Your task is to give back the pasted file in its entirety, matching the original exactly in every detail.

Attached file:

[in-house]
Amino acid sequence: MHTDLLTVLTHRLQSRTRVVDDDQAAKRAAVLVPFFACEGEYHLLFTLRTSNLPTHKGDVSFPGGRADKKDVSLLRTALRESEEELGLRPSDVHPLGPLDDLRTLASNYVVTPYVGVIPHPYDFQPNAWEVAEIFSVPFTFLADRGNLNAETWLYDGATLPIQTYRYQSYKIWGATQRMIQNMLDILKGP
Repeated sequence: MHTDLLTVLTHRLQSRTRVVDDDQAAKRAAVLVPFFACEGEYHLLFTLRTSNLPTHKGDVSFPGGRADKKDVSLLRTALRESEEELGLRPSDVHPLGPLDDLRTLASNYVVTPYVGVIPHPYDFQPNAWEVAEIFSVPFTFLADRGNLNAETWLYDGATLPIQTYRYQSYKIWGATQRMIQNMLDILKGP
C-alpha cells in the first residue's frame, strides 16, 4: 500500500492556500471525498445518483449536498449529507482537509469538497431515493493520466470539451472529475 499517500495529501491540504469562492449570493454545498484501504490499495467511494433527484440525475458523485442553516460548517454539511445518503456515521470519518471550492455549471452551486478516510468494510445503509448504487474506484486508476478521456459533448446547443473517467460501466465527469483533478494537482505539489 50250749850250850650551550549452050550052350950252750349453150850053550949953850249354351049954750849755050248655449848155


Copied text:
[in-house]
Amino acid sequence: MHTDLLTVLTHRLQSRTRVVDDDQAAKRAAVLVPFFACEGEYHLLFTLRTSNLPTHKGDVSFPGGRADKKDVSLLRTALRESEEELGLRPSDVHPLGPLDDLRTLASNYVVTPYVGVIPHPYDFQPNAWEVAEIFSVPFTFLADRGNLNAETWLYDGATLPIQTYRYQSYKIWGATQRMIQNMLDILKGP
Repeated sequence: MHTDLLTVLTHRLQSRTRVVDDDQAAKRAAVLVPFFACEGEYHLLFTLRTSNLPTHKGDVSFPGGRADKKDVSLLRTALRESEEELGLRPSDVHPLGPLDDLRTLASNYVVTPYVGVIPHPYDFQPNAWEVAEIFSVPFTFLADRGNLNAETWLYDGATLPIQTYRYQSYKIWGATQRMIQNMLDILKGP
C-alpha cells in the first residue's frame, strides 16, 4: 500500500492556500471525498445518483449536498449529507482537509469538497431515493493520466470539451472529475 499517500495529501491540504469562492449570493454545498484501504490499495467511494433527484440525475458523485442553516460548517454539511445518503456515521470519518471550492455549471452551486478516510468494510445503509448504487474506484486508476478521456459533448446547443473517467460501466465527469483533478494537482505539489 50250749850250850650551550549452050550052350950252750349453150850053550949953850249354351049954750849755050248655449848155